'Judge Not' the motorcycle taxi. (Photo/ Flickr/ Erik Hersman)

The Motorcycle Taxi: Africa’s 21st Century Version Of The Horse

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THE motorcycle taxi – known by various names, including boda boda (Kenya and Uganda), okada (Nigeria), bendskins (Cameroon) and moto (Rwanda, Burundi and DR Congo) has come to define African city and village life in a way so fundamental that it is often taken for granted. But it a deep story of many layers.

The use of motorcycles for commercial transport has grown very rapidly in recent years, for several reasons that have been well articulated – Africa’s burgeoning urban growth, the collapse of public bus services in the 1980s and 90s, deregulation of the transport sector, and a surge of young, unemployed youth for whom the motorcycle taxi was an easily accessible way of making a living.

Sometimes, the state intervened directly, or indirectly, to encourage the motorcycle taxi business. In some cases, this was through the abolition of import duties, or the encouragement of local assembly factories.


India in particular emerges as a leading source of imports. According to a 2013 research note by Standard Bank, Indian motorcycle exports have increased by 175% to Africa since 2008, with the most pronounced rise in Egypt (850%); Rwanda (870%); and Sierra Leone and Djibouti (both over 1,000%).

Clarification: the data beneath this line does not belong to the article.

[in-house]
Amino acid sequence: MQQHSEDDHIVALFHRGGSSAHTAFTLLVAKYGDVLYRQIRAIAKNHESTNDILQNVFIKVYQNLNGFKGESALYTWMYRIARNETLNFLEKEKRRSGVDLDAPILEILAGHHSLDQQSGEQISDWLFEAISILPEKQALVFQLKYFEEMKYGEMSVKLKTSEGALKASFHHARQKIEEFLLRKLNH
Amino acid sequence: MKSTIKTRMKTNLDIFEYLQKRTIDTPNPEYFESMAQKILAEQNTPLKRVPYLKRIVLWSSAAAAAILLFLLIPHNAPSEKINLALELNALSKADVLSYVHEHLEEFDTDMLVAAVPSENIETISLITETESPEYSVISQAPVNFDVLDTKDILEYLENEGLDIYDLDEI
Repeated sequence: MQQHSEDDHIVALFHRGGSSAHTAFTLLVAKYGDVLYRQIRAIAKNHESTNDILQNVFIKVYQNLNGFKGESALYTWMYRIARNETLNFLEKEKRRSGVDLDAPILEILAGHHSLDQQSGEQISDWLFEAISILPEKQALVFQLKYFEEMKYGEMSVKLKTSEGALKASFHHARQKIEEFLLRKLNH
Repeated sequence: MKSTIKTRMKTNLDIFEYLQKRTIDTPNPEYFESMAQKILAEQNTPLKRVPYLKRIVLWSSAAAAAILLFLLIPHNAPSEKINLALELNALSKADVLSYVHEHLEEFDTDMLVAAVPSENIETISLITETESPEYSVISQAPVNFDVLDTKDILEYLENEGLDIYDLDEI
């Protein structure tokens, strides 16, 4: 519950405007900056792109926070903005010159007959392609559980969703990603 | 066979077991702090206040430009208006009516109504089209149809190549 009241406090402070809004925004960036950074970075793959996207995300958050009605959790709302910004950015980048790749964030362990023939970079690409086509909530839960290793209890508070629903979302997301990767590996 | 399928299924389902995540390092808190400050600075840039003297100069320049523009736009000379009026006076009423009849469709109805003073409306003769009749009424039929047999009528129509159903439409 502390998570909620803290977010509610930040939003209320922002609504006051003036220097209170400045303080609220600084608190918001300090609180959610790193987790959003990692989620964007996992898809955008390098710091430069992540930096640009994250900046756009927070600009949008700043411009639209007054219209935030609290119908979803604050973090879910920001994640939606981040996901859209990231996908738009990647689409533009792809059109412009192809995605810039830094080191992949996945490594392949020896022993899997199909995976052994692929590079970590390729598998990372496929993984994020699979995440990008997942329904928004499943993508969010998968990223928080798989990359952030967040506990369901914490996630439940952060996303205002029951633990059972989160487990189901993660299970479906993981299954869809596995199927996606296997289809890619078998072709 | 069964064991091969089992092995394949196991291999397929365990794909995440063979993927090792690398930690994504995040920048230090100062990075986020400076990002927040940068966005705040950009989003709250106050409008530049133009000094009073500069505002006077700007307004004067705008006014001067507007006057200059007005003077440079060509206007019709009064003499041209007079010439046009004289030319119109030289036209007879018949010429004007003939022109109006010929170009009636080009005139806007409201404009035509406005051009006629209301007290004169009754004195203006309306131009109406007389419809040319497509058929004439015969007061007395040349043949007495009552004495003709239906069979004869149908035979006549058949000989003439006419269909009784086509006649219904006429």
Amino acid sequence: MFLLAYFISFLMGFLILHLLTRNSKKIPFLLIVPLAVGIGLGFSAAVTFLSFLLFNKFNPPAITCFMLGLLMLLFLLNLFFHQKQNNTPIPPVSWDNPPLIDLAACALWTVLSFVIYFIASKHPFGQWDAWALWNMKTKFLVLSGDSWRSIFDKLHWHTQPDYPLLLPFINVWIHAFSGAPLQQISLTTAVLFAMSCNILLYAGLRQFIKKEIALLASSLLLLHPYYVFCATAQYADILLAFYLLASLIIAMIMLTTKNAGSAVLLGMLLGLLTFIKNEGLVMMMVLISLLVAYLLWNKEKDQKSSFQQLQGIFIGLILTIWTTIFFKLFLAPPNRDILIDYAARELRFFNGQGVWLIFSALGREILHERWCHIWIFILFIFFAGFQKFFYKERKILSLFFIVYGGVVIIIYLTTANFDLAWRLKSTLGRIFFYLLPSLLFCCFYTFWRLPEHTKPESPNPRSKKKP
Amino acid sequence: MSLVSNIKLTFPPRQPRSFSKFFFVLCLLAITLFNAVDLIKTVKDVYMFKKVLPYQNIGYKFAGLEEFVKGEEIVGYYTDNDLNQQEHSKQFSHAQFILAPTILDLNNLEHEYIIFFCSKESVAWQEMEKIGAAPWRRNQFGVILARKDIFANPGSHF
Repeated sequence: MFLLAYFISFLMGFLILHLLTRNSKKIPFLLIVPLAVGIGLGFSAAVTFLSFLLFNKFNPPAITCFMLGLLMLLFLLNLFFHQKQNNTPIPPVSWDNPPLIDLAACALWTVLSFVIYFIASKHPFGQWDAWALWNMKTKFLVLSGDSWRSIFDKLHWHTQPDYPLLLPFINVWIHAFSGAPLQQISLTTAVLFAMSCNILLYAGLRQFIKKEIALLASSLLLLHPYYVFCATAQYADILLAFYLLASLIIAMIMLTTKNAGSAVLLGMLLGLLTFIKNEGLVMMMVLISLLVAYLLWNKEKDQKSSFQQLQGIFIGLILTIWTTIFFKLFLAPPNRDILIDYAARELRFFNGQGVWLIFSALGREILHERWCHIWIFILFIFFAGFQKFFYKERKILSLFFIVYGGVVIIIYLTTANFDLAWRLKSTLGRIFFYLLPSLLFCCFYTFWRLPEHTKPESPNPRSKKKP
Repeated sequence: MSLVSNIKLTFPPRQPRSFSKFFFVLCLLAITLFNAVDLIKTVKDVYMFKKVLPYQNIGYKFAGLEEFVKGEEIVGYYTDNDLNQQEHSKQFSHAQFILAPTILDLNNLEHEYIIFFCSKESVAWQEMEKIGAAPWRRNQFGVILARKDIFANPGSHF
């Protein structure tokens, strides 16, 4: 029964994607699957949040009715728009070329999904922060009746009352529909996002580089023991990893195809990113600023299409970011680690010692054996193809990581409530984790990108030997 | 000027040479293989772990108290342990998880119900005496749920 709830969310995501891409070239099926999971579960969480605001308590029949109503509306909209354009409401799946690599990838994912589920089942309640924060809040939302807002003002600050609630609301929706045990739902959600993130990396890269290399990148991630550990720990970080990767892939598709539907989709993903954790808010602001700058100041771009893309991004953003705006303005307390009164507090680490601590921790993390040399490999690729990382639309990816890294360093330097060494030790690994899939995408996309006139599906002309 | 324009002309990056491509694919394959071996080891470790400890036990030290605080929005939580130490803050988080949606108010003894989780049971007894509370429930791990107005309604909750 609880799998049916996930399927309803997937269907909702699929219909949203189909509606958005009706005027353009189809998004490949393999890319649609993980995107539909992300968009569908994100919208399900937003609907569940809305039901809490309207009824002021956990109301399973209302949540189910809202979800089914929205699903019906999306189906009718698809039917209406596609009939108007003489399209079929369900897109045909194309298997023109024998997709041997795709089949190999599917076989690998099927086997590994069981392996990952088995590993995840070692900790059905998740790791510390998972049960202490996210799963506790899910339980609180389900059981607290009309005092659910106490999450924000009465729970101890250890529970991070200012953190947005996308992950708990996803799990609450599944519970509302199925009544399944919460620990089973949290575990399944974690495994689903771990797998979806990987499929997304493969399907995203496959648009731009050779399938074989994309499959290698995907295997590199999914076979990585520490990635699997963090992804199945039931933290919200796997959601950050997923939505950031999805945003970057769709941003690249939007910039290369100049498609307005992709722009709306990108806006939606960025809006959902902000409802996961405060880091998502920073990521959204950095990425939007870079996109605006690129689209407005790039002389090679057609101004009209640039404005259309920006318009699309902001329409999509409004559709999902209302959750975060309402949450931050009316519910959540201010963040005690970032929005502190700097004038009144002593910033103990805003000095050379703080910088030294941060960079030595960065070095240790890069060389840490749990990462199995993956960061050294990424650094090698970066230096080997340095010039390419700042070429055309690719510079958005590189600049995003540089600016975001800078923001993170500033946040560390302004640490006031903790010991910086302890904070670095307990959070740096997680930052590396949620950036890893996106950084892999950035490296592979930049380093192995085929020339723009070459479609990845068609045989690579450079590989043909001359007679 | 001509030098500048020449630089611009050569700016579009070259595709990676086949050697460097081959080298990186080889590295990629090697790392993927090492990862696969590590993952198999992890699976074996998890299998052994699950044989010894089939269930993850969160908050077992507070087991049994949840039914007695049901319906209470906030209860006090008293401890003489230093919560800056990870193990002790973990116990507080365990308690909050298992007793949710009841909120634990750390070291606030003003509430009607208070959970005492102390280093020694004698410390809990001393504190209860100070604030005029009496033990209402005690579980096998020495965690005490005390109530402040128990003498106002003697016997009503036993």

India’s Bajaj Boxer, which is ideally suited in price and design for African urban and rural consumers, is the largest-selling single motorcycle brand in Africa. Bajaj boasts a presence in Egypt, Guinea, Nigeria, Angola, Namibia, Sudan, Kenya, Ethiopia, and Uganda. In all, the company exports to 35 African countries; as at June 2012 Africa accounted for over 40% of Bajaj’s total overseas shipments.

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Other times, state intervention is for explicit political reasons. Opposition parties in Africa often find their core support in cities, where people are more politically aware of their rights, easier to mobilise, and are shorn of the sustenance of the land – thus have a more acute need for jobs and modern service delivery.

But in Kampala, for example, the ruling National Resistance Movement (NRM) party has depended on boda boda riders to deliver urban votes in a city that is often politically hostile. In exchange, the boda boda sector is only very lightly regulated, which means that they violate traffic rules without sanction. They are also useful as a tool of state surveillance and intelligence gathering, most famously in Kigali, Rwanda, but in other African cities too.

In Lagos, the state government (together with other state governments in Nigeria) purchased a large number of motorcycles in 2004 to compensate political loyalists; motorcycles were also distributed to the unemployed as part of a poverty alleviation program. There is even a bulk purchase facility for organized groups such as the Nigerian Union of Teachers, available as hire purchase to ease their movement to and from school.


But the impact of the motorcycle taxi is more than being a now-indispensible transport alternative in hopelessly gridlocked African cities. It has also led to urban sprawl, as cities become more spread out faster then they become dense. That puts cities in a “boda boda vicious cycle”, as they are unable to build the critical mass to make mass transport economically viable.